Ukraine: turning challenges into opportunities


Jose Manuel Barroso, President of the European Commission (left) & Arseni Yatseniuk, Interim Prime Minister of Ukraine (right), (EC Audiovisual Services)

Jose Manuel Barroso, President of the European Commission (left) & Arseni Yatseniuk, Interim Prime Minister of Ukraine (right), (EC Audiovisual Services)

Last Friday Ukraine and the EU signed the political part of the Association Agreement. Although deliberately diminished in Europe, the significance of this event is unquestionable for Ukraine and its government ad interim. 

Political association is taken in Kiev as a sign of European acknowledgment and recognition at a time of continuing threats from Russia.

The economic part of the EU – Ukrainian Association remains under negotiation, but it is expected to be signed by the end of this year. The Parties are discussing the terms and conditions as well as the accompanying economic reforms package, necessary for a smooth integration. In the meanwhile Ukraine is expected to benefit from financial aid coming from major world powers, all wanting to see the country’s economy reformed and reloaded.

Economic Aid for Sustainable Development

In the West democracy and economic development walk hand in hand. Emergency financial assistance has been proposed by the US, the EU and Japan, who have offered to boost Ukraine’s economy with USD 1 billion, EUR 1.6 billion and USD 1.6 billion respectively.

The EU is also open to negotiate a EUR 15 billion financial aid package with the Ukrainian Government. In this respect the European Investment Bank and the European Bank of Reconstruction and Development shall commit to EUR 8 billion. A further EUR 3 billion shall be placed in the form of macro-financial assistance loans and grants from the EU budget. And another EUR 3 billion shall be raised through the Neighborhood Investment Facility.

Open Ukraine

In response to Russia’s blockade of Ukrainian export, the EU has unilaterally lifted tariffs and duties for Ukrainian agricultural and industrial produce. This change in trade restriction may result in an additional EUR 500 million for the Ukrainian economy.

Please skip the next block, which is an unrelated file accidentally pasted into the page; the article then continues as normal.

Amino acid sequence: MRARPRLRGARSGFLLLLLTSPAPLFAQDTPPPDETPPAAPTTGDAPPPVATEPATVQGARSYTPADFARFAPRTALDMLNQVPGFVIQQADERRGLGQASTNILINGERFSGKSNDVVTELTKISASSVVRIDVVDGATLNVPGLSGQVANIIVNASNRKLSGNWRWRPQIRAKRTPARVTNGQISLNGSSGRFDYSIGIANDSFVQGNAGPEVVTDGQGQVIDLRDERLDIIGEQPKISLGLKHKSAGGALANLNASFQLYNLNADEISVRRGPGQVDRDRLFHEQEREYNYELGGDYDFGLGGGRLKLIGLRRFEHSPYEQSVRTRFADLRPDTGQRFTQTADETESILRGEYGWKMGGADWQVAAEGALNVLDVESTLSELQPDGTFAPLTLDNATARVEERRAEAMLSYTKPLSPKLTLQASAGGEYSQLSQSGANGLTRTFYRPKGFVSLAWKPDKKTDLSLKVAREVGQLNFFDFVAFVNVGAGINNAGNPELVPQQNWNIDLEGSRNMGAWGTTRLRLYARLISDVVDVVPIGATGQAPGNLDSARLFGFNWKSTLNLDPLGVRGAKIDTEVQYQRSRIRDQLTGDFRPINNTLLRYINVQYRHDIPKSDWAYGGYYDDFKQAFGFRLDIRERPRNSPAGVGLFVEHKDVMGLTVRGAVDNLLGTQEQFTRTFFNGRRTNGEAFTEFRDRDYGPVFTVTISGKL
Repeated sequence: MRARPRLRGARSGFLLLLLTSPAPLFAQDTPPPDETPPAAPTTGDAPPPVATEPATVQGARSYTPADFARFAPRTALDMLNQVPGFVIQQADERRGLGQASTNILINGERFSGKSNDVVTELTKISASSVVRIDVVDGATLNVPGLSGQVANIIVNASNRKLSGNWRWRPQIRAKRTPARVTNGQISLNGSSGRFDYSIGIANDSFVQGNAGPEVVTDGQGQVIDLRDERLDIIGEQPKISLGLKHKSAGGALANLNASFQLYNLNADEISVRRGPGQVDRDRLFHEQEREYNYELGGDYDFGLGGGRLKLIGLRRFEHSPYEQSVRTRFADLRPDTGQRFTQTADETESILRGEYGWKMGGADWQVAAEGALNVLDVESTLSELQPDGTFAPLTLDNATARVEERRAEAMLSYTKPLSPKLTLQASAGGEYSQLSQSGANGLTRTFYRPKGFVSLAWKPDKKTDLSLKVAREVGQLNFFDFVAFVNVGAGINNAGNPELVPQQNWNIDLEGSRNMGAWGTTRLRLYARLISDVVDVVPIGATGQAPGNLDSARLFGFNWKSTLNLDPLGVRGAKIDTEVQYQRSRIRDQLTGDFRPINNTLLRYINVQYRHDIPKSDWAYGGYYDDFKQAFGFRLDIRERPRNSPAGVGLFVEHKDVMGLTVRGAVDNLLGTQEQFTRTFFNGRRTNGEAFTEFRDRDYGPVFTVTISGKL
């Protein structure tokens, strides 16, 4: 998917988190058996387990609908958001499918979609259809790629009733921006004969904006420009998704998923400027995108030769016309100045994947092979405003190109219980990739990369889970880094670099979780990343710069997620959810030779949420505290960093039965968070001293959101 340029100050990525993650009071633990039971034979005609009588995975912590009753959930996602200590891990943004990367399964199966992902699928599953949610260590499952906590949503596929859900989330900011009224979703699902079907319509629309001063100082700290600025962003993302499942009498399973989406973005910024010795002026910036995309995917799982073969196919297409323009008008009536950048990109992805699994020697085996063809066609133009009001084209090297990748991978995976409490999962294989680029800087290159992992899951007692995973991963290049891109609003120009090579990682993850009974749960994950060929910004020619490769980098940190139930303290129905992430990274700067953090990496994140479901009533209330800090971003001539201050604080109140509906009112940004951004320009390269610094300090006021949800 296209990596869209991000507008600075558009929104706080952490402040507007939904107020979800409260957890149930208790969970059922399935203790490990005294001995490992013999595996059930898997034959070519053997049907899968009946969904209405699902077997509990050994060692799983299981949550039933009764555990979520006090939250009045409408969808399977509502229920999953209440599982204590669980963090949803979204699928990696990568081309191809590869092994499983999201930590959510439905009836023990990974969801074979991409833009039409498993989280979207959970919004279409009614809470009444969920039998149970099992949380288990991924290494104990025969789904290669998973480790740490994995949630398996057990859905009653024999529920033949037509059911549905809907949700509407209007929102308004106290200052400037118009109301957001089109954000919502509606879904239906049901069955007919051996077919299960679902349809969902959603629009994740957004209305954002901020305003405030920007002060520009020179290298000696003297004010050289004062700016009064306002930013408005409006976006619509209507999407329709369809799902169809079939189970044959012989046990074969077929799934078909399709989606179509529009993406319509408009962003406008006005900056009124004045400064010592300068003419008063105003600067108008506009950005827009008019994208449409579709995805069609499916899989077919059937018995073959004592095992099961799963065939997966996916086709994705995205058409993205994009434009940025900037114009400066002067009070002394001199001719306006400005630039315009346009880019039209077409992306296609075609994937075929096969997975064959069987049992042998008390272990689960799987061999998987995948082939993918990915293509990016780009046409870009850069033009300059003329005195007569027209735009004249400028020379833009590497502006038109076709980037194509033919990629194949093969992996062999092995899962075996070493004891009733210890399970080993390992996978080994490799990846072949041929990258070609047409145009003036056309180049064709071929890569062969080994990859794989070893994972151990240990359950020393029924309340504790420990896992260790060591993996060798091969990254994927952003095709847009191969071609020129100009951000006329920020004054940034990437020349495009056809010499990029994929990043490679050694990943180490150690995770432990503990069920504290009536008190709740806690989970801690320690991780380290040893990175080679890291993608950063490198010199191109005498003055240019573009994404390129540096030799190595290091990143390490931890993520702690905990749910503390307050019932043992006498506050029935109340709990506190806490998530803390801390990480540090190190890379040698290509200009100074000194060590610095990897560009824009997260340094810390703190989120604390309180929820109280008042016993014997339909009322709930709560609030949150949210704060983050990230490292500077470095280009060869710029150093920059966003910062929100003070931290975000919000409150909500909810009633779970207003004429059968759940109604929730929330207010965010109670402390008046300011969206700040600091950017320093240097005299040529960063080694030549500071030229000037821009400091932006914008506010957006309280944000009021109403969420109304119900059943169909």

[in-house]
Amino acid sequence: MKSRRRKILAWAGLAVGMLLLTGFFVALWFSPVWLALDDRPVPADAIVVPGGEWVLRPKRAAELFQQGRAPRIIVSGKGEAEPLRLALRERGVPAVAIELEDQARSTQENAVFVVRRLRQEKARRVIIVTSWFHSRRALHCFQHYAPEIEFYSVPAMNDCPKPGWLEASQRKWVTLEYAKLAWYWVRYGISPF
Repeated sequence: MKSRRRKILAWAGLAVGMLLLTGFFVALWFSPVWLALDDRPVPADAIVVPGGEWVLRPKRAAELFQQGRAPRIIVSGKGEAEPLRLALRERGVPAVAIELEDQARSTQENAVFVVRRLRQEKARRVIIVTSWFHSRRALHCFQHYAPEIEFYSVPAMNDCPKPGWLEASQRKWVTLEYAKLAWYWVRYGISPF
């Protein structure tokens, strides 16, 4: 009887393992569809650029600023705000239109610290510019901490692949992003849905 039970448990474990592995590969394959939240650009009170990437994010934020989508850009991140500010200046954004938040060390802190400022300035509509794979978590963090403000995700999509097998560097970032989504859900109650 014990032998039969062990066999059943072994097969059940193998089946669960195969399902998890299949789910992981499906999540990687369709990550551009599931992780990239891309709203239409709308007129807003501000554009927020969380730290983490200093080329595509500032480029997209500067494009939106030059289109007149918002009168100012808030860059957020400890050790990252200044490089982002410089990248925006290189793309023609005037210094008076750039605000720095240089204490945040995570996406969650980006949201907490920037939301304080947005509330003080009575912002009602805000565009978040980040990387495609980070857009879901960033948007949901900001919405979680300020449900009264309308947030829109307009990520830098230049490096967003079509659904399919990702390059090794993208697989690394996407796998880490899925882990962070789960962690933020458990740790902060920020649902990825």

In a similar gesture towards Ukraine and with the aim to end Russia’s energy monopoly in the region, the US are deliberately lifting the embargo on Iranian oil earlier than expected. Availability of cheaper oil shall buy independence from the Russian energy diktat for both Ukraine and Europe.

Responsibility to Reform

The unprecedented immediate financial assistance and long-term pledges come at a price. The newly appointed government undertakes to implement radical economic reforms in the shortest possible terms. A step seen by many as political suicide. 

On the other hand austerity and anti-corruption mechanisms are the only cure for a country, which has been the victim of non-systemic unprofessional rulers for such a long time.

 As a first step, the IMF demands the establishment of a flexible rate of the Ukrainian hryvnia. This shall allow to save what is left from the gold reserves and keep a relative currency balance in Ukraine.

The second priority takes the form of energy reform. A crucial increase of the efficiency of the energy sector is needed to ensure its modernization. One way of doing this is through the increase of the retail price of energy resourses. 

Furthermore, the issue of energy security is bound to take center stage not only in Ukraine, but also in EU countries exporting Russian gas and oil.

The solution lies in the development of renewable energy. So far Ukraine’s alternative energy potential has been slowed down by the preferential local content requirement, which meant low feasibility for any foreign investor. Under the current circumstances the international energy community is hoping to see this rule waived.